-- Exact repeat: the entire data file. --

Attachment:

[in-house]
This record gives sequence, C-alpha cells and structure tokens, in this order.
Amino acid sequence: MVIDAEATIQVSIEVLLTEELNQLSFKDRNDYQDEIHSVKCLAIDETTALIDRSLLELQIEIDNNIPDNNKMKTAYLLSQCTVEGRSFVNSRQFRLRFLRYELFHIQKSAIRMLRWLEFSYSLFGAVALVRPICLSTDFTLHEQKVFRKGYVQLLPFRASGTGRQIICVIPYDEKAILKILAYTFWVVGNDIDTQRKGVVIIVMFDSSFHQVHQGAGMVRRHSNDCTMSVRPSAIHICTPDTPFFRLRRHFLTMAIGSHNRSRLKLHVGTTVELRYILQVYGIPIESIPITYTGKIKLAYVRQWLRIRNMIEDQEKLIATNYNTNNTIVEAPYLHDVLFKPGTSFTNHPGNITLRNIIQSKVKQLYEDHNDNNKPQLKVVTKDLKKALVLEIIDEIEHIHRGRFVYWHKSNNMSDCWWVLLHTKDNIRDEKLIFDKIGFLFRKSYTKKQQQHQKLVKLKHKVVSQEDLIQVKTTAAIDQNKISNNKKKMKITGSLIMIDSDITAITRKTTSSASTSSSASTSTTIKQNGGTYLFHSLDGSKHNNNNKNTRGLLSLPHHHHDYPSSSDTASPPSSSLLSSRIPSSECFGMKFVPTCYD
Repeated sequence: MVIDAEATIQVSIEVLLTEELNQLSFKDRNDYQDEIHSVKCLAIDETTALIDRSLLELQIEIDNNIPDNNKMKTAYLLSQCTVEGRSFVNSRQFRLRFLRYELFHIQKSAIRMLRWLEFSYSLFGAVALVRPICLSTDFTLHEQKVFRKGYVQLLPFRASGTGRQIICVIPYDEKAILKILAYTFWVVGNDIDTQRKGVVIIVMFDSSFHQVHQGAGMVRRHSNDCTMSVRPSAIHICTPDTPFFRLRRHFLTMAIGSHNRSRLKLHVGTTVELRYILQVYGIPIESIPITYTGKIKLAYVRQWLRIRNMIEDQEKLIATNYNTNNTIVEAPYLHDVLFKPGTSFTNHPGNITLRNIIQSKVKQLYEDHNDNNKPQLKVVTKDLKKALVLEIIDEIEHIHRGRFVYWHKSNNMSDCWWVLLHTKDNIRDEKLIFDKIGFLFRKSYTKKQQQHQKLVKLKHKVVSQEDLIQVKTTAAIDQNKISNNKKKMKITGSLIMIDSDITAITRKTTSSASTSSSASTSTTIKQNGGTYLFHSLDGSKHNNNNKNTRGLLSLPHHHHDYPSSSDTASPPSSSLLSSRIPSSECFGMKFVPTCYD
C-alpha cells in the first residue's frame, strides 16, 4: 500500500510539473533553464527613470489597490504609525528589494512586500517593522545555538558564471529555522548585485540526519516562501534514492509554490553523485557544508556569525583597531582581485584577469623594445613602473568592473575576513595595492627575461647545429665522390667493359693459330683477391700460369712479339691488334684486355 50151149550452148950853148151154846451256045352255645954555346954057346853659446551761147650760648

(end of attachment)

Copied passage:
[in-house]
This record gives sequence, C-alpha cells and structure tokens, in this order.
Amino acid sequence: MVIDAEATIQVSIEVLLTEELNQLSFKDRNDYQDEIHSVKCLAIDETTALIDRSLLELQIEIDNNIPDNNKMKTAYLLSQCTVEGRSFVNSRQFRLRFLRYELFHIQKSAIRMLRWLEFSYSLFGAVALVRPICLSTDFTLHEQKVFRKGYVQLLPFRASGTGRQIICVIPYDEKAILKILAYTFWVVGNDIDTQRKGVVIIVMFDSSFHQVHQGAGMVRRHSNDCTMSVRPSAIHICTPDTPFFRLRRHFLTMAIGSHNRSRLKLHVGTTVELRYILQVYGIPIESIPITYTGKIKLAYVRQWLRIRNMIEDQEKLIATNYNTNNTIVEAPYLHDVLFKPGTSFTNHPGNITLRNIIQSKVKQLYEDHNDNNKPQLKVVTKDLKKALVLEIIDEIEHIHRGRFVYWHKSNNMSDCWWVLLHTKDNIRDEKLIFDKIGFLFRKSYTKKQQQHQKLVKLKHKVVSQEDLIQVKTTAAIDQNKISNNKKKMKITGSLIMIDSDITAITRKTTSSASTSSSASTSTTIKQNGGTYLFHSLDGSKHNNNNKNTRGLLSLPHHHHDYPSSSDTASPPSSSLLSSRIPSSECFGMKFVPTCYD
Repeated sequence: MVIDAEATIQVSIEVLLTEELNQLSFKDRNDYQDEIHSVKCLAIDETTALIDRSLLELQIEIDNNIPDNNKMKTAYLLSQCTVEGRSFVNSRQFRLRFLRYELFHIQKSAIRMLRWLEFSYSLFGAVALVRPICLSTDFTLHEQKVFRKGYVQLLPFRASGTGRQIICVIPYDEKAILKILAYTFWVVGNDIDTQRKGVVIIVMFDSSFHQVHQGAGMVRRHSNDCTMSVRPSAIHICTPDTPFFRLRRHFLTMAIGSHNRSRLKLHVGTTVELRYILQVYGIPIESIPITYTGKIKLAYVRQWLRIRNMIEDQEKLIATNYNTNNTIVEAPYLHDVLFKPGTSFTNHPGNITLRNIIQSKVKQLYEDHNDNNKPQLKVVTKDLKKALVLEIIDEIEHIHRGRFVYWHKSNNMSDCWWVLLHTKDNIRDEKLIFDKIGFLFRKSYTKKQQQHQKLVKLKHKVVSQEDLIQVKTTAAIDQNKISNNKKKMKITGSLIMIDSDITAITRKTTSSASTSSSASTSTTIKQNGGTYLFHSLDGSKHNNNNKNTRGLLSLPHHHHDYPSSSDTASPPSSSLLSSRIPSSECFGMKFVPTCYD
C-alpha cells in the first residue's frame, strides 16, 4: 500500500510539473533553464527613470489597490504609525528589494512586500517593522545555538558564471529555522548585485540526519516562501534514492509554490553523485557544508556569525583597531582581485584577469623594445613602473568592473575576513595595492627575461647545429665522390667493359693459330683477391700460369712479339691488334684486355 50151149550452148950853148151154846451256045352255645954555346954057346853659446551761147650760648